Now, just a few years later, it is a genuine matter of concern that the system has begun to try to win minds over to a specific way of green, a corporate greening of society, which puts a shade of green over the claws of corporatism. However, be not fooled, to embrace a corporatist green agenda is to embrace death.

It is also apparent that many prefer to make cosmetic changes which are popular socially. However, it is clear at this point that if we do not make real changes, if we continue to allow our minds to take in the corporate gloss, without critique, we are going to find ourselves in a far more serious situation than we are now, ecologically and politically.

Economically, the conditions are beginning to cause suffering in rich countries, but again, the only thing that is new about the economic crisis is that the victims are in rich countries. The poor and the environment, which do not have a voice in corporatist culture, have been in crisis for decades.

In the future, it is altogether feasible that governments will begin to mandate and intrude into peoples' lives based upon the environmental crisis. In other words, a lack of self-discipline will likely lead to external discipline or the erosion of liberty and democracy.

It seems that the right way to proceed is to simply do what is right; what could have been done decades ago. Conservation and self-discipline are basic choices and can be taken up in a free manner as the natural thing to do. Already, governments are taking measures.

Recently, in Great Britain, the government began imposing quotas on the numbers of fish that can be taken at any time in the North Sea because of the overfishing practices of the industry. Overfishing is driven by consumerism. And, in Mexico City the government has taken measures over many years to prevent people from driving their cars, issuing license plates for certain days of the week. If the system goes into extreme excess, we can expect that governments will take further measures that will seem intrusive to free people.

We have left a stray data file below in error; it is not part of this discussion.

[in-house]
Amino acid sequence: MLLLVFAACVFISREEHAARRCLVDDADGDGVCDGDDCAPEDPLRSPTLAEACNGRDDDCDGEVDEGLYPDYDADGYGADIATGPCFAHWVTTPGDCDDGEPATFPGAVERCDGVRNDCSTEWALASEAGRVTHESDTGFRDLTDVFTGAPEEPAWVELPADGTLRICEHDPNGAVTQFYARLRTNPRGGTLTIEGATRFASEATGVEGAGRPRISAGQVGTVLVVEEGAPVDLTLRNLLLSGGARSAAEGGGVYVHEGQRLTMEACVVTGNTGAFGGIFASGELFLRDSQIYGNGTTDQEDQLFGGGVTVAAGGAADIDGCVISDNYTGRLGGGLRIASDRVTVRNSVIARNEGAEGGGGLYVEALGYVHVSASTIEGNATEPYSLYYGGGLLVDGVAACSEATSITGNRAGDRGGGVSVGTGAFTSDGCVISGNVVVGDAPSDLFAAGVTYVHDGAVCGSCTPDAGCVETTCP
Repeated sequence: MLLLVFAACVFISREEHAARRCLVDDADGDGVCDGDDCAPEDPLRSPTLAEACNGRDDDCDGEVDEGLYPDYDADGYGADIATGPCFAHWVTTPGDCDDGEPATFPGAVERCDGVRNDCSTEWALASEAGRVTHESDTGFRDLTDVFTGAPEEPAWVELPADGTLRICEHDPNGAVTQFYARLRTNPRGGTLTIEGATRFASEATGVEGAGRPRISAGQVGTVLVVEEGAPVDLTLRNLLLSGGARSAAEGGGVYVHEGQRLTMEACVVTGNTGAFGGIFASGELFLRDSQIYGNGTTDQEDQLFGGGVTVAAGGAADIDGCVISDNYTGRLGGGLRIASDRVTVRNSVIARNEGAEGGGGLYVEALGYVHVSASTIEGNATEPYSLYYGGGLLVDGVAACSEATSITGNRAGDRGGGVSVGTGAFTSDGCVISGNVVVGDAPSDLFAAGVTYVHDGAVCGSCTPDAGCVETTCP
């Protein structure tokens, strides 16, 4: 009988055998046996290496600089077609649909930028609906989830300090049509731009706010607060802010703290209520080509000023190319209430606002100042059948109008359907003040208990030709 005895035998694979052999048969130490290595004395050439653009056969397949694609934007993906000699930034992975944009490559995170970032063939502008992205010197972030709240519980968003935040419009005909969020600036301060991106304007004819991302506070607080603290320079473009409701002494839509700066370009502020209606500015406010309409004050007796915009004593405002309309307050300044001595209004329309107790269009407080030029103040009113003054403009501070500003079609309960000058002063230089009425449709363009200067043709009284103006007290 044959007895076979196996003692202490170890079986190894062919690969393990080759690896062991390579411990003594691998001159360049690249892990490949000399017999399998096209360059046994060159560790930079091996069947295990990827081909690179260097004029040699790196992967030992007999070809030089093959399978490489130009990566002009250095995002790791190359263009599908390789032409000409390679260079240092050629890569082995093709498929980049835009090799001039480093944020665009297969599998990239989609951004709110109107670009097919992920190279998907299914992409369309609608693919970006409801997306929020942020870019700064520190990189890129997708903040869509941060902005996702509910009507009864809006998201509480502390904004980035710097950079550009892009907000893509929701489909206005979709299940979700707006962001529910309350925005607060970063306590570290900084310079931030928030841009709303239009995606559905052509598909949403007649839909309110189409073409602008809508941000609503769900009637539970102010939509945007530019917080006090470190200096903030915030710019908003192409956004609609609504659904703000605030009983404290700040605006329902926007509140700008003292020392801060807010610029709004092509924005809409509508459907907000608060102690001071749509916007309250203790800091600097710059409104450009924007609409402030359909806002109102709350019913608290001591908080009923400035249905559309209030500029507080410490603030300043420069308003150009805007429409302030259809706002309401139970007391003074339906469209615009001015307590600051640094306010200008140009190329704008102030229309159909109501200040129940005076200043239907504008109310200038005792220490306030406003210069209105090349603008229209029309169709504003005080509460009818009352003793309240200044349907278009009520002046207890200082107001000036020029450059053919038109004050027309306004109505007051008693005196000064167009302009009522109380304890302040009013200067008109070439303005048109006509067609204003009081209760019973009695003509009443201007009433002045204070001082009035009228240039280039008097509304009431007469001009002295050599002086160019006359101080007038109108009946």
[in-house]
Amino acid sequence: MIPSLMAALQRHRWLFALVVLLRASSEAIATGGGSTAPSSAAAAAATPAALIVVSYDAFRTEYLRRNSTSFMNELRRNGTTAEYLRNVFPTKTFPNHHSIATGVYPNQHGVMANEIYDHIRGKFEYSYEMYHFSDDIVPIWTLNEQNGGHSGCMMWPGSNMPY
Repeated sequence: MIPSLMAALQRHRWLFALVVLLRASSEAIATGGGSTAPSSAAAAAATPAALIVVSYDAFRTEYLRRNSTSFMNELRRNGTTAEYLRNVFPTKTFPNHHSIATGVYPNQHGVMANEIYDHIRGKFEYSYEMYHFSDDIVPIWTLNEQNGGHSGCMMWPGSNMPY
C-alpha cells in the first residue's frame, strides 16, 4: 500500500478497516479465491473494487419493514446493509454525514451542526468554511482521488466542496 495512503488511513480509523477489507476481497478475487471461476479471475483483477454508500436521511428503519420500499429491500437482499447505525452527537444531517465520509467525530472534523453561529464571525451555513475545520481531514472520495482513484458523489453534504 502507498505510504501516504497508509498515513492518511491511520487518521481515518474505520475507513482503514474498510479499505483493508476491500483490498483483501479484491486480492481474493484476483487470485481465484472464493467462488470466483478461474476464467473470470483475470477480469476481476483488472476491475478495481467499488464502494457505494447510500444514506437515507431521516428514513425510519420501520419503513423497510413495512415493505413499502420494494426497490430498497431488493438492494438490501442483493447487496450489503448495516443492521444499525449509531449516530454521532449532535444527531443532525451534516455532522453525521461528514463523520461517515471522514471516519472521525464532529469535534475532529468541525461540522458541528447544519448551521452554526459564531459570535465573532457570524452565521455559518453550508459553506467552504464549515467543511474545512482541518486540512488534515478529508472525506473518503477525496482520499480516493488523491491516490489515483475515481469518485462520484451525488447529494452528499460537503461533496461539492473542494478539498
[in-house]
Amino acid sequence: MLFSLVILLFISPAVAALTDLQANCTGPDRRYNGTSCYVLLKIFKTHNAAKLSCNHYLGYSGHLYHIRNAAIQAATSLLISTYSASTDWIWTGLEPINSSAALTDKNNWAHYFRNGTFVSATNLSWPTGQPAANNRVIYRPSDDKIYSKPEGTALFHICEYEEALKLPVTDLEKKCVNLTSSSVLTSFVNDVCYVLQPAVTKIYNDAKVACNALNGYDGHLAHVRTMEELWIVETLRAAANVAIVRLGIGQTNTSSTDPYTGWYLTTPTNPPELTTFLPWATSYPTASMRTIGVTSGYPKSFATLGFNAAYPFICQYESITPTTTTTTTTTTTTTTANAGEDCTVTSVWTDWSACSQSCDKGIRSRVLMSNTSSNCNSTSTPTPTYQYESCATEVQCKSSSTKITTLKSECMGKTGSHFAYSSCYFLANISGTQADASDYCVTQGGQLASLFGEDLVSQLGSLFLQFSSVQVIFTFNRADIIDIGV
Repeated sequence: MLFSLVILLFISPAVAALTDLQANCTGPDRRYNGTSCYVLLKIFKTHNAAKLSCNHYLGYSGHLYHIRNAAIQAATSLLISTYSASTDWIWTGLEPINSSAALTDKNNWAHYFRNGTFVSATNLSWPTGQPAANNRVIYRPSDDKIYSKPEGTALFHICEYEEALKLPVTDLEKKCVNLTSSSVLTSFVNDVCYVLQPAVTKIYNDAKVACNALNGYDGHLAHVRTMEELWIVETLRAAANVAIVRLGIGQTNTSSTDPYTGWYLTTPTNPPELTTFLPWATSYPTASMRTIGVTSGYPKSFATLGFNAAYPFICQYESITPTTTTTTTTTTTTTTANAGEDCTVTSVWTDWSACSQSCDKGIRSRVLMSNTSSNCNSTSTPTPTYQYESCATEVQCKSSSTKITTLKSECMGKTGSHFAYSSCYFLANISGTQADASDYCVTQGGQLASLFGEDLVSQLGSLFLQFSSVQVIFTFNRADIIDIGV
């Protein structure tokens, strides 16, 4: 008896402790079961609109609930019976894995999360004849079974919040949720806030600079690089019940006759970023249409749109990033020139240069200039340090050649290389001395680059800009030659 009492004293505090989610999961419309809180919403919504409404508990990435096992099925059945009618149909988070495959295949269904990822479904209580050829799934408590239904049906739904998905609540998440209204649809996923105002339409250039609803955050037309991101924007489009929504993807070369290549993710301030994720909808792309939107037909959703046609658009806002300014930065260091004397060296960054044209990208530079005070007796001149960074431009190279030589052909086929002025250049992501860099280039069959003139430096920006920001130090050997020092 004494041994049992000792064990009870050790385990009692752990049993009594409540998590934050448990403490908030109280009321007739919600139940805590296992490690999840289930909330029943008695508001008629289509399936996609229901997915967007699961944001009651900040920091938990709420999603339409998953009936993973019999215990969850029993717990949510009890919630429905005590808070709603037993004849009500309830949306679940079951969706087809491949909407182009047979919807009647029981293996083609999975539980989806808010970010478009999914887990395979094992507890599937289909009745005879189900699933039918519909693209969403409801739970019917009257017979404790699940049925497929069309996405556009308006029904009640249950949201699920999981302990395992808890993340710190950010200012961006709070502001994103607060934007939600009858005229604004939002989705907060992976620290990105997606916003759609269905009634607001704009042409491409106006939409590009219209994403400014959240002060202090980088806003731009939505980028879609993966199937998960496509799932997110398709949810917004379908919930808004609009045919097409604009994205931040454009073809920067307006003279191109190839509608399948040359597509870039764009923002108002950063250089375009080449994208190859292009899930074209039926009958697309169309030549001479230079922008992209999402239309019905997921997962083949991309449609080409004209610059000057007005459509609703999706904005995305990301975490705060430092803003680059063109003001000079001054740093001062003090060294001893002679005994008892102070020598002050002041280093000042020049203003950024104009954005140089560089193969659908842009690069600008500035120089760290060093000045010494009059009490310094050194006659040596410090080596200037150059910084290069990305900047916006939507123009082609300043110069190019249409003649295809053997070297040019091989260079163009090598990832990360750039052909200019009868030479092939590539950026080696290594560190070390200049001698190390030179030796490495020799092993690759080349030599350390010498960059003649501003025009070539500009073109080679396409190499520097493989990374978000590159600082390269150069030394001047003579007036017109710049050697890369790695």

There is another aspect to the takeover of "green," which is a matter of who is bringing the message to the populace. If people tied into the corporations, owning stocks in oil companies, relying on corporatism for their power and wealth, are lecturing the public on the ecological crisis, then there should be careful discernment on our part.

There are others far more qualified and deserving of attention but they will not be heard because the system of corporate media and establishment ceremonies and awards are mostly in favor of personalities and market values, unconcerned with truth and the real issues. People such as Vandana Shiva and David Suzuki come to mind as exemplary individuals who receive far less attention than they deserve.

A complete renaissance of lifestyle, which will include the development of our fair sentiments of interconnection with other people and nature, can lead us into a better future. Such a renaissance could be a time of great scientific and intellectual achievement with a participation of the public at a level unknown in the past. Reasonable people would choose a better way of living and being, which would leave little time or energy to support the corporate system.

To add to the idea of a bright future, will I be taken seriously if I ask people to make a personal, green declaration of freedom by planting seeds? Seeds of freedom in the soil of our own hearts and minds as well as in the soil of the earth? Such action is a spark of the will and our freedom from our own complicity, which is a true declaration of freedom.
Layne Hartsell has graduate degrees in biomedicine and developmental psychology. He works in education and social work with his wife, Patcharin Chaimongkol. They live in South Korea and Thailand.
©2008 OhmyNews
Other articles by reporter Layne Hartsell